- Belonging to a profession, activity, or association that places a high value on physical appearance or low body weight (gymnastics are one example)
Effects of Bulimia
Teen bulimia nervosa can have a profound effect on the lives of the youth suffering from it, as well as the lives of people around them.
Those with the disease may experience loneliness and social isolation.
People with bulimia often feel compelled to hide both how they eat and how they compensate for what they eat, and the result is that they end up spending a lot of time alone, often at the expense of other relationships.
It’s not uncommon for a bulimic person’s relationships with family, friends, and partners to suffer because of their disorder.
People with bulimia may experience financial problems, as a result of spending large amounts of money on food, or as a result of job loss. Bulimia can also drain the bulimic person’s energy and focus, leaving them unable to concentrate and perform well at work, school, or other activities.
People with bulimia often struggle with sleep and purge at night, and sleep deprivation can lead to a host of other physical, emotional, and practical problems.
People with bulimia may also be prone to developing drug or alcohol addictions as a result of attempting to self-medicate for the physical effects of the bulimia or for the emotional issues contributing to the bulimia.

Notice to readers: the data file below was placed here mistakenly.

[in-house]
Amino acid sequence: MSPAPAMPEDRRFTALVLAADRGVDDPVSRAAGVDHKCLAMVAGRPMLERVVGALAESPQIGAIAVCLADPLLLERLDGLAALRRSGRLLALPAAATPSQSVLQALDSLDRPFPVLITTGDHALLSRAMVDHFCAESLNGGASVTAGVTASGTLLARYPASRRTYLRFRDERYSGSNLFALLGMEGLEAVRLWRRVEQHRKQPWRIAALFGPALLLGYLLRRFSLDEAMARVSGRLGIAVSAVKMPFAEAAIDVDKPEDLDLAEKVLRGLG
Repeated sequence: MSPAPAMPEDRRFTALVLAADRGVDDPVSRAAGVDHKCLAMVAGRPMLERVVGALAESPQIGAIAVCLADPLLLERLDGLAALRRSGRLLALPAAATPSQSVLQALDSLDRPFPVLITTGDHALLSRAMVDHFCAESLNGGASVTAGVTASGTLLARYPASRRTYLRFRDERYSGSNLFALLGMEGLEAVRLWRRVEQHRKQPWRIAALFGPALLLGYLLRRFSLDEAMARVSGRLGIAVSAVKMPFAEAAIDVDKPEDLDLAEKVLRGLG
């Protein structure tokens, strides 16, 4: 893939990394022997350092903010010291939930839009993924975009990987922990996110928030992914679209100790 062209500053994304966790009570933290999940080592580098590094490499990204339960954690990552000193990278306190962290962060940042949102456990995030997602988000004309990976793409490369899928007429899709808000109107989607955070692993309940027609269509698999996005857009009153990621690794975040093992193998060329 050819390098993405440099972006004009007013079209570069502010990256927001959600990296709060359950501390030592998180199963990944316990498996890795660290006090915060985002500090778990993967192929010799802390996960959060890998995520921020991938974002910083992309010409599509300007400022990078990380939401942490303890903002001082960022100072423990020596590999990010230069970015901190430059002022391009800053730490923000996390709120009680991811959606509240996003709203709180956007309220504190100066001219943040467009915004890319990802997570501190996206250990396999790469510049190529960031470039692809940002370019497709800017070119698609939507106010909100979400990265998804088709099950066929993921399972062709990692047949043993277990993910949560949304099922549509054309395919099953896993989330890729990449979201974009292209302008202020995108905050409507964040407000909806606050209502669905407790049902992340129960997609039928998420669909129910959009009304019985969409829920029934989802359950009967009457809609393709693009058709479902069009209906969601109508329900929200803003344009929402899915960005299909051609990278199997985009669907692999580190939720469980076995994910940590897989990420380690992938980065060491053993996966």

How Teen Bulimia Nervosa is Treated
Treatment for bulimia nervosa requires a multi-pronged approach because the disorder isn’t caused by one single factor.
Depending on how advanced the bulimia has become, the bulimic person may need medical treatment for the effects that bulimia has had on their body. For example, electrolyte imbalances can cause heart problems, including arrhythmia or cardiac arrest, that could be deadly if not treated properly.
Ulcers and gastric reflux can become painful symptoms that need to be treated. Ensuring that the person with bulimia is medically stable is an important part of treatment.
Because teen bulimia nervosa is closely tied to the bulimic person’s self-esteem and body image, therapy is an essential part of breaking the cycle and restoring a healthy eating pattern.
The first thing that the bulimic person must learn to do is break the cycle of binging and purging, fasting, or exercising.
Then they will need to work on recognizing harmful or obsessive thoughts about weight, body shape, and food, and changing those thoughts into something healthier and less harmful.
Finally, the person will need to identify and heal from emotional issues that may be connected to the disorder – this could mean addressing past traumas in therapy, learning new ways to resolve conflicts, repairing or discarding relationships that have become toxic, or learning how to manage feelings of being out of control without resorting to binging, purging, or other harmful behaviors.
A therapist who has experience treating teens with eating disorders can help get to the root of these issues using cognitive behavior therapy, dialectic behavior therapy, and other types of therapies.
Bulimia nervosa is a dangerous disorder that requires prompt treatment.
If a teenager in your life is showing signs of bulimia, it’s important to ensure that they receive appropriate treatment and therapy as soon as possible.